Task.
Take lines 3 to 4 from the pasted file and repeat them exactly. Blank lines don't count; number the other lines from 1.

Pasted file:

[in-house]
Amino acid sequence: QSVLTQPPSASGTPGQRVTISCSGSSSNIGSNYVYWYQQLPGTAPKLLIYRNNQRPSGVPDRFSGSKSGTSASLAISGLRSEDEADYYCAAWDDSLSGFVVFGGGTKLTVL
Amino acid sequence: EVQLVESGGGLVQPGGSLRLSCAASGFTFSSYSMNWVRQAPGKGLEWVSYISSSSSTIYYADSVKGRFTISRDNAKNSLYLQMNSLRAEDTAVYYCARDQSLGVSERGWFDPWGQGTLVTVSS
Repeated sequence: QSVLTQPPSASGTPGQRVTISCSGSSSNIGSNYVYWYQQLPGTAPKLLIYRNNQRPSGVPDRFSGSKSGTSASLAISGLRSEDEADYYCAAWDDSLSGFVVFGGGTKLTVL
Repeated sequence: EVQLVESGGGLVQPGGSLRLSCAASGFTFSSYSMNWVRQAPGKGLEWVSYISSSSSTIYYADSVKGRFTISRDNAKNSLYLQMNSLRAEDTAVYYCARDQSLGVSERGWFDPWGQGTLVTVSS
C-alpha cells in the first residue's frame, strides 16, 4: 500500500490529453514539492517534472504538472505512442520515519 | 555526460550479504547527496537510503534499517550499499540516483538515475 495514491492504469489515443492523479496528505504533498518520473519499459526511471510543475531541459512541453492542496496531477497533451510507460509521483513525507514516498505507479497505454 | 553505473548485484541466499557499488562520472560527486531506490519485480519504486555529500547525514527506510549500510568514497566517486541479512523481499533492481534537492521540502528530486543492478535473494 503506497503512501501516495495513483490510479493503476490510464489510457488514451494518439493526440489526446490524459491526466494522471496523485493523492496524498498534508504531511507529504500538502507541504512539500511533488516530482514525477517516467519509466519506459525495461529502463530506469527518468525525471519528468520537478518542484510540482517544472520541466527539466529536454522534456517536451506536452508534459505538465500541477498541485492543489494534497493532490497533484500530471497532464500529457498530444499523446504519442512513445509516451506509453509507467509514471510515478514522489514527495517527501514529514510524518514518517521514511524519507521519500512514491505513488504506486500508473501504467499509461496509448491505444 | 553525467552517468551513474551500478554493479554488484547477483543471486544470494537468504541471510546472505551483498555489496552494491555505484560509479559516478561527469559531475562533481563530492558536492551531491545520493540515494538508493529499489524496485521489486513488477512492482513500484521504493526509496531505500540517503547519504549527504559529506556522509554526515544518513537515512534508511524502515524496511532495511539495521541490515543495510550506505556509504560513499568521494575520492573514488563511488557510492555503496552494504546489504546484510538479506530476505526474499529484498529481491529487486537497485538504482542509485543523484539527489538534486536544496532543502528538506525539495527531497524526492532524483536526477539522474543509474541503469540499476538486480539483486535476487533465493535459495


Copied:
Amino acid sequence: EVQLVESGGGLVQPGGSLRLSCAASGFTFSSYSMNWVRQAPGKGLEWVSYISSSSSTIYYADSVKGRFTISRDNAKNSLYLQMNSLRAEDTAVYYCARDQSLGVSERGWFDPWGQGTLVTVSS
Repeated sequence: QSVLTQPPSASGTPGQRVTISCSGSSSNIGSNYVYWYQQLPGTAPKLLIYRNNQRPSGVPDRFSGSKSGTSASLAISGLRSEDEADYYCAAWDDSLSGFVVFGGGTKLTVL